Bridging the Generation Gap: Porting Games to New Platforms by Tom Bennet of Polygon.
From remasters to down-ports to cross-platform development, this is a brilliant introduction to the world of video game porting. Audio version read by Dave Tach via Polygon Longform podcast.
Separate from porting, I am ever intrigued by the following:
Commentators have also levelled criticism at the arguably destructive nature of certain re-releases. These titles exist on a spectrum; to use film as an example, there is an obvious difference between Criterion’s restoration work and LucasFilm’s treatment of the Star Wars films.
Cifaldi argues that true remasters — distinct from remakes or reinterpretations — respect the original artistic intent. “If we’re talking about The Last of Us Remastered, we’re talking about 3D assets,” says Cifaldi. “You’re actually going to the original source elements and presenting them in an even cleaner way than before. And I would argue that that is a totally valid approach for that kind of game; it is the equivalent of putting [Star Trek:] The Next Generation on Blu-ray.” [Edit: This paragraph originally omitted the Star Trek reference from Cifaldi’s quote.]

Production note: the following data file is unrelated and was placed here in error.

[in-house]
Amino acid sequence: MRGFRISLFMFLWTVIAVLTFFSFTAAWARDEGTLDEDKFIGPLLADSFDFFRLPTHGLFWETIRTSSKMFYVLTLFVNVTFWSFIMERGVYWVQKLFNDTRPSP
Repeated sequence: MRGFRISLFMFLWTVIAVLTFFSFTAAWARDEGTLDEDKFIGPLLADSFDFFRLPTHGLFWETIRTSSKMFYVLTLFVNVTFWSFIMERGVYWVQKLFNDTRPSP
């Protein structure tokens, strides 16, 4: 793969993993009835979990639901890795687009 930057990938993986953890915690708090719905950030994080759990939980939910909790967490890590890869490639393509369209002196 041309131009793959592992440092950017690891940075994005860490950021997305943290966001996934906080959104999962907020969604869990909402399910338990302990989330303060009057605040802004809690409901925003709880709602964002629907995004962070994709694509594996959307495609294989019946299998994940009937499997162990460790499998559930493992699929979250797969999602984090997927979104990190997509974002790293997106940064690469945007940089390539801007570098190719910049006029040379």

Is there any legitimacy in stating 2D animation is more evergreen than 3D? Are 8 and 16-bit sprites poorer quality 2D animations, or are do they stand in a class all their own? Are there any instances of 3D animation that stand the test of time?
I can look at Mario’s first primitive 8-bit version without any cringing. Mario’s 64-bit likeness on the other hand is rough on the eyes. In the world of cinema, there is no batting an eye to any classic hand-drawn animation. But even with today’s advances CG characters and worlds thread a fine-line between believable and terrible.
I guess what I’m trying to ask is is 2D definitive?